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Again, a stray bullet kills

Days after a teen dies, a mother of four is hit in her living room.

Published April 6, 2007


ST. PETERSBURG - For the second time in 11 days, a bystander was killed in the Harbordale neighborhood in Midtown.

Tracey Walker, a 40-year-old single mother of four, was in the living room of her home at 2635 Sixth St. S on Wednesday night. Her son Ahmad, 20, was hanging out in front with a couple of friends around 11:45 p.m. when someone walked up and began firing with a handgun, police said.

The gunman missed Ahmad and his buddies. But one bullet flew into the living room and hit Walker in the head.

"It's senseless," said Adam Butler, 34, Walker's cousin. "It's sad when a woman can't be at peace in her home."

The shooting comes after the March 24 death of 15-year-old Deandre "Squirrel" Brown, who was shot while talking to friends in the 2200 block of Highland Street S, just four blocks from Walker's home.

Police arrested two young men in connection with Brown's killing, saying the youths were out for revenge after a party at Wildwood Recreation Center disintegrated into fights. Brown didn't go to that party, though some of his friends did.

Several teenagers later said that tensions have been rising between Childs Park kids and Harbordale kids.

Detective Karl Sauer, the lead investigator into Walker's death, said the two shootings did not appear to be related. He said it was still unclear why someone opened fire outside the Walker home. At least seven bullet holes now mark the door and front of the home.

"It's just unfortunate," Sauer said.

City Council member Earnest Williams, whose district includes Harbordale, said he wanted to know if the shootings were related to drug or gang activity. He called the neighborhood "transitioning."

"It's a decent neighborhood," Williams said. "But one murder is too many. That's concerning."

Harbordale is bordered by 22nd and 30th avenues S and Fourth and Ninth streets. It is a neighborhood of modest, bungalow-style homes, many of which were built in the 1920s and 1930s. Although the area has had its share of crime in recent years, the two back-to-back killings stand out.

On Thursday morning, a large group of family and friends gathered to comfort Walker's children, all in their late teens or early 20s.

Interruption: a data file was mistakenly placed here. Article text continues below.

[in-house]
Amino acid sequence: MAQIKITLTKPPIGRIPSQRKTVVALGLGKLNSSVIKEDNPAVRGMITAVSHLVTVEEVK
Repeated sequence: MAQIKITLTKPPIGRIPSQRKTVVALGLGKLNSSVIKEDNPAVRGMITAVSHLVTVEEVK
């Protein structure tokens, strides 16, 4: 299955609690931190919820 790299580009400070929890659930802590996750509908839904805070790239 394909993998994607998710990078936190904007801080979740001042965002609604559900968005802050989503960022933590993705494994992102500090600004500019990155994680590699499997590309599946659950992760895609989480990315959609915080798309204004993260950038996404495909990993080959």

Several people broke down sobbing as they opened the door sprayed with bullet holes and walked inside.

"I don't feel too good right now," said her son, Tory Walker, 18.

Her other two children are Tory's twin sister, Lori, and 21- year-old Jamel.

Walker grew up in the Jordan Park projects, graduated from Dixie Hollins High School and relied on the bus to get to her job in the cafeteria of a nursing home, Butler said.

She moved into the Sixth Street house about seven years ago, looking for a place where she could pay the rent with her minimum-wage job.

"It's not like she wanted to live here," said Butler, standing in front of the gray and white house. "But she was a single mom with four kids."

In the neighborhood, Walker was known for her cooking. She invited friends and family over for soul food like fried chicken, gizzards, collard greens and black-eyed peas.

But she was also protective. She kept her doors locked and her children on a tight leash, but some still got into trouble.

Patrice Nash, 18, her daughter's friend, said Walker's children didn't get to go out much until they turned 18.

"She wouldn't let them go anywhere," Nash said.

Like others in the neighborhood, Nash said she didn't know why someone might target Walker's house. But she is certain that no one would intend to shoot her.

"They weren't after her," she said. "I know they weren't after her because Ms. Tracey didn't bother nobody."

Times researcher Angie Drobnic Holan and Aaron Sharockman contributed to this report. Abhi Raghunathan can be reached at or 727 893-8472.

[Last modified April 6, 2007, 06:45:21]

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